First, a simplistic diagram of your car's drivetrain to make all this a little simpler:
---------- driveshaft ---------- layshaft ----------- to wheels
| engine |------------>| clutch |---------->| gearbox |<---------->
---------- ---------- -----------
For gearboxes created before the invention of synchromesh gearboxes, double clutching was neccessary in order to speed up the layshaft to the speed of the driveshaft (essentially, to get the gears up to the same rpm as the wheels). If you didn't do this (or if your syncros are going out in your modern gearbox), you'll hear an unpleasant little grind as you jam the gearbox into gear. That grind is the layshaft (the shaft which does the actual shifting mojo), which is probably rotating pretty slowly by the time you reengage the clutch, meeting the shaft going to the wheels, which is probably rotating at a pretty good clip -- equal to the rpm of your wheels. The two gears grind a bit as one speeds up to the other's rpms. This is a bad thing, since it both makes you look like a jackass to passengers and pedestrians and wears out whatever gear you just jammed into. These are the steps to double clutching:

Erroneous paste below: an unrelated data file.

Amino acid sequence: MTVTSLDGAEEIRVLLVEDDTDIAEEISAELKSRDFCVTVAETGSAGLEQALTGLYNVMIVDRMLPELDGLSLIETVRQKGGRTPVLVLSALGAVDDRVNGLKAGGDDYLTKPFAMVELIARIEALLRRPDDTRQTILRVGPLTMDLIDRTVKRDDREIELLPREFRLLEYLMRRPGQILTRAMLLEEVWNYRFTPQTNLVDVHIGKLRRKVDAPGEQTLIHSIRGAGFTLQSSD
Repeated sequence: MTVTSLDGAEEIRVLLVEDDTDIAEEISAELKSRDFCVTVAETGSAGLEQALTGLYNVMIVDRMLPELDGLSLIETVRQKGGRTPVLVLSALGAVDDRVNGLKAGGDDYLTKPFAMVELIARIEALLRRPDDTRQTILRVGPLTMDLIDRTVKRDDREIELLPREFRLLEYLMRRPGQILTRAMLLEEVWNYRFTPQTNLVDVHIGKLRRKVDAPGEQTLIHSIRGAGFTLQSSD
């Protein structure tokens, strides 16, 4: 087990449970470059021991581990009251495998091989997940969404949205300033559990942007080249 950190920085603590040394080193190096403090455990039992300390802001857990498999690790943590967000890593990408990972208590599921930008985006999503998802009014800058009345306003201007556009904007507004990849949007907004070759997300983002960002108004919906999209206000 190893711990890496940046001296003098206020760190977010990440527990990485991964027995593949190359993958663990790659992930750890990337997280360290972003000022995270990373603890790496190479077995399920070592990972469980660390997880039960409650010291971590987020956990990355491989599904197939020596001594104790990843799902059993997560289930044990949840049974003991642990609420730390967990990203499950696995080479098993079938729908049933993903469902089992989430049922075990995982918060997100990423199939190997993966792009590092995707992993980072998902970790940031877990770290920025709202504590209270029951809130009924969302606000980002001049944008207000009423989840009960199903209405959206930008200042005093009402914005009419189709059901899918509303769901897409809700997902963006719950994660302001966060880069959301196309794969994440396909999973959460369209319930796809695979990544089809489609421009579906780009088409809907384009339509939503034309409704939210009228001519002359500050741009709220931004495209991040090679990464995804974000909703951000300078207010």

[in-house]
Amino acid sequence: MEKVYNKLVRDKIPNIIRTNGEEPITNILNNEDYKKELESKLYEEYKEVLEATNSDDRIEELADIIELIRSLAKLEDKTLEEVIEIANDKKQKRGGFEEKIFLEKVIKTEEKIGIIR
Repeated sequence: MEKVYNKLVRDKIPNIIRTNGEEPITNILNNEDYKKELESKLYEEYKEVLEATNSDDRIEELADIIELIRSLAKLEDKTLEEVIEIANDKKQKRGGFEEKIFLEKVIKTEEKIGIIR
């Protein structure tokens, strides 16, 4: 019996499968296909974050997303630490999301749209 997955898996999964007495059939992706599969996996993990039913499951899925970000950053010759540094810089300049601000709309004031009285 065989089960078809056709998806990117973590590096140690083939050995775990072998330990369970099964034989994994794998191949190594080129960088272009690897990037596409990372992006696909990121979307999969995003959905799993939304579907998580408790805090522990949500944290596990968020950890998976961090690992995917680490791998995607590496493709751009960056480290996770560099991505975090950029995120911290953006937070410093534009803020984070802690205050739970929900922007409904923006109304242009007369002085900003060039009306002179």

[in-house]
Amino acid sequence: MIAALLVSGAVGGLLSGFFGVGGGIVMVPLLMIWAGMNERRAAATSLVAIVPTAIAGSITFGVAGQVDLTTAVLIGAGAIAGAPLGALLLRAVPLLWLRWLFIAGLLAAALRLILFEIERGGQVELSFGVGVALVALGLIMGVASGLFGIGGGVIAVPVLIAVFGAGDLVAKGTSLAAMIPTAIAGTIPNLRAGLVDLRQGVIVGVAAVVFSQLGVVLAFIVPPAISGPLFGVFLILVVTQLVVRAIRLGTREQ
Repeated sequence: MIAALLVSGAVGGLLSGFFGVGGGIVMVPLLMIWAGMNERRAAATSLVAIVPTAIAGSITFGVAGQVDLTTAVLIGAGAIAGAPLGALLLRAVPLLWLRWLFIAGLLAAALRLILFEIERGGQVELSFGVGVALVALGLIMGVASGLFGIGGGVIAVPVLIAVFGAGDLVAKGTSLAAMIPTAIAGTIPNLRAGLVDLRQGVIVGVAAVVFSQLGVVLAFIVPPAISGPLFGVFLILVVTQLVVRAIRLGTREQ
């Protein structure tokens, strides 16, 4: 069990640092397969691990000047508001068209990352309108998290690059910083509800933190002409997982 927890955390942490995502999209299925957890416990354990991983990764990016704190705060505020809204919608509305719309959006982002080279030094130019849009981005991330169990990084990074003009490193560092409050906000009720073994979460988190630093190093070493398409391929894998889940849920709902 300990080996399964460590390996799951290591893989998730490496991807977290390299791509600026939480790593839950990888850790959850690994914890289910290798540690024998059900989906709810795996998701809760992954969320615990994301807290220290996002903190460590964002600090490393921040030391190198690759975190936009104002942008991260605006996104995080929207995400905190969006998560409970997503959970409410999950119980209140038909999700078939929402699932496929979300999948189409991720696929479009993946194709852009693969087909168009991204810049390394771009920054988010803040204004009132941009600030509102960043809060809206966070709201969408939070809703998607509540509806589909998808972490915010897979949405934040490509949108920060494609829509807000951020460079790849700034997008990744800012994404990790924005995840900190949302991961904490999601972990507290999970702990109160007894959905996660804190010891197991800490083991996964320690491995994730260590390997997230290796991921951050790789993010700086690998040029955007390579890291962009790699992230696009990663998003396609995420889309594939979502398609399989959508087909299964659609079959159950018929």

- Disengage the clutch (Push the pedal down): This disengages the gear box from the driveshaft (the engine) and allows you to...
- Pull the gear into neutral
- Engage the clutch briefly: This doesn't transfer any power to the wheels, but merely gets the gears up to wheel speed. You might also have to nudge the gas a bit to get the speed right, depending on...a whole lot of stuff, actually. It really depends on your specific car and the situation (speeding up / slowing down, braking, shifting up / down, etc.)
- Push the gear into whatever gear you want: Since the gears are now moving at approximately the same rpms as the wheels, there's only going to be a little grind as the two spinning gears meet and mesh.
- Re-engage the clutch and go, baby, go!